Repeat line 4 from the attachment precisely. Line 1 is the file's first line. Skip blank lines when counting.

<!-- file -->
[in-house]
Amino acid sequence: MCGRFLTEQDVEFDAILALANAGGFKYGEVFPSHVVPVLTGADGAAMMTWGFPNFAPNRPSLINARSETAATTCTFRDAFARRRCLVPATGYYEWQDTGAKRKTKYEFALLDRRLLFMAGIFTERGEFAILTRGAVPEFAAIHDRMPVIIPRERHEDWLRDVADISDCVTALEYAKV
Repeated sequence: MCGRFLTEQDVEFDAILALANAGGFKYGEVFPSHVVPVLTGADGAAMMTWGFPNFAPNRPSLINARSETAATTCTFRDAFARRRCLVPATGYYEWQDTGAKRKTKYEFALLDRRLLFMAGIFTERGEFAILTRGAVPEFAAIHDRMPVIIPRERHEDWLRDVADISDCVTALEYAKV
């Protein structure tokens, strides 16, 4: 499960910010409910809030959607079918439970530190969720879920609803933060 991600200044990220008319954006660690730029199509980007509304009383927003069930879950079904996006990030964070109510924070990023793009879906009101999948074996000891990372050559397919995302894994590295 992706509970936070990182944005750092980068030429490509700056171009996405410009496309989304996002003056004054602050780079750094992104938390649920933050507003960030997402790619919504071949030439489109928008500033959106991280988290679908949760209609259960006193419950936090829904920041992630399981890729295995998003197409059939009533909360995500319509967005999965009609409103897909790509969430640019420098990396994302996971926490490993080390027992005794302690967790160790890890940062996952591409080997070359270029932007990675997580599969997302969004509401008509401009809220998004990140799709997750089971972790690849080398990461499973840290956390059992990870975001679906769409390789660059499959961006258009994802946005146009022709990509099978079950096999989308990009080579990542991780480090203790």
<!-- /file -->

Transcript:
């Protein structure tokens, strides 16, 4: 499960910010409910809030959607079918439970530190969720879920609803933060 991600200044990220008319954006660690730029199509980007509304009383927003069930879950079904996006990030964070109510924070990023793009879906009101999948074996000891990372050559397919995302894994590295 992706509970936070990182944005750092980068030429490509700056171009996405410009496309989304996002003056004054602050780079750094992104938390649920933050507003960030997402790619919504071949030439489109928008500033959106991280988290679908949760209609259960006193419950936090829904920041992630399981890729295995998003197409059939009533909360995500319509967005999965009609409103897909790509969430640019420098990396994302996971926490490993080390027992005794302690967790160790890890940062996952591409080997070359270029932007990675997580599969997302969004509401008509401009809220998004990140799709997750089971972790690849080398990461499973840290956390059992990870975001679906769409390789660059499959961006258009994802946005146009022709990509099978079950096999989308990009080579990542991780480090203790």